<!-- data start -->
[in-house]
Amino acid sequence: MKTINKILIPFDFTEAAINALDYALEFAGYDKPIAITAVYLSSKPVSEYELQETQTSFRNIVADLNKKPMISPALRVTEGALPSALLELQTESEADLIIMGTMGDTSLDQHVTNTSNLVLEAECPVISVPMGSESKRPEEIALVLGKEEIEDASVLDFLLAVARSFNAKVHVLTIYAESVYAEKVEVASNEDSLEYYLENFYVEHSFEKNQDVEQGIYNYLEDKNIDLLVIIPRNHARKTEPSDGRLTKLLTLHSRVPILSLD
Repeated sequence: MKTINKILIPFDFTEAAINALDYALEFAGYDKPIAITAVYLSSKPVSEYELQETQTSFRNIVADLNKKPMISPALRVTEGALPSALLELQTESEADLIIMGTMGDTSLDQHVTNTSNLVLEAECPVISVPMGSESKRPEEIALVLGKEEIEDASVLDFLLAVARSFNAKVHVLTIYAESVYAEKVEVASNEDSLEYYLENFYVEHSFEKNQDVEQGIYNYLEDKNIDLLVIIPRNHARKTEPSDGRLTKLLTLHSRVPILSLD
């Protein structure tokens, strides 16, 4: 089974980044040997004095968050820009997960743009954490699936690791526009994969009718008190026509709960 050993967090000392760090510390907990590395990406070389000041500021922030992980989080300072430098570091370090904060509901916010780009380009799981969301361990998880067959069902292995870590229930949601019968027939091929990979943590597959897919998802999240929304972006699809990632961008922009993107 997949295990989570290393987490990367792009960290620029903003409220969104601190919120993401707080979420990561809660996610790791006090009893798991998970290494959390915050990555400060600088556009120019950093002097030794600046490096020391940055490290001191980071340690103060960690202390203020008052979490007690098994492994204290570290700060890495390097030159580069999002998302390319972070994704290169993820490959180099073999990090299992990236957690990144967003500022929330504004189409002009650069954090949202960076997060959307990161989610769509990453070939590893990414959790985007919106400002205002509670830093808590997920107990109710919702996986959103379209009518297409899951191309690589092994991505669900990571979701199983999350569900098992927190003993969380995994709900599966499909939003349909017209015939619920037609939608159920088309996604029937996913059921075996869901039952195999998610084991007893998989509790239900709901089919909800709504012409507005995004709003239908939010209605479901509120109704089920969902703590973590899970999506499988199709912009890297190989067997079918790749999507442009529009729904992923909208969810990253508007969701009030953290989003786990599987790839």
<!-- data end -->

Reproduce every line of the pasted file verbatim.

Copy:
[in-house]
Amino acid sequence: MKTINKILIPFDFTEAAINALDYALEFAGYDKPIAITAVYLSSKPVSEYELQETQTSFRNIVADLNKKPMISPALRVTEGALPSALLELQTESEADLIIMGTMGDTSLDQHVTNTSNLVLEAECPVISVPMGSESKRPEEIALVLGKEEIEDASVLDFLLAVARSFNAKVHVLTIYAESVYAEKVEVASNEDSLEYYLENFYVEHSFEKNQDVEQGIYNYLEDKNIDLLVIIPRNHARKTEPSDGRLTKLLTLHSRVPILSLD
Repeated sequence: MKTINKILIPFDFTEAAINALDYALEFAGYDKPIAITAVYLSSKPVSEYELQETQTSFRNIVADLNKKPMISPALRVTEGALPSALLELQTESEADLIIMGTMGDTSLDQHVTNTSNLVLEAECPVISVPMGSESKRPEEIALVLGKEEIEDASVLDFLLAVARSFNAKVHVLTIYAESVYAEKVEVASNEDSLEYYLENFYVEHSFEKNQDVEQGIYNYLEDKNIDLLVIIPRNHARKTEPSDGRLTKLLTLHSRVPILSLD
């Protein structure tokens, strides 16, 4: 089974980044040997004095968050820009997960743009954490699936690791526009994969009718008190026509709960 050993967090000392760090510390907990590395990406070389000041500021922030992980989080300072430098570091370090904060509901916010780009380009799981969301361990998880067959069902292995870590229930949601019968027939091929990979943590597959897919998802999240929304972006699809990632961008922009993107 997949295990989570290393987490990367792009960290620029903003409220969104601190919120993401707080979420990561809660996610790791006090009893798991998970290494959390915050990555400060600088556009120019950093002097030794600046490096020391940055490290001191980071340690103060960690202390203020008052979490007690098994492994204290570290700060890495390097030159580069999002998302390319972070994704290169993820490959180099073999990090299992990236957690990144967003500022929330504004189409002009650069954090949202960076997060959307990161989610769509990453070939590893990414959790985007919106400002205002509670830093808590997920107990109710919702996986959103379209009518297409899951191309690589092994991505669900990571979701199983999350569900098992927190003993969380995994709900599966499909939003349909017209015939619920037609939608159920088309996604029937996913059921075996869901039952195999998610084991007893998989509790239900709901089919909800709504012409507005995004709003239908939010209605479901509120109704089920969902703590973590899970999506499988199709912009890297190989067997079918790749999507442009529009729904992923909208969810990253508007969701009030953290989003786990599987790839």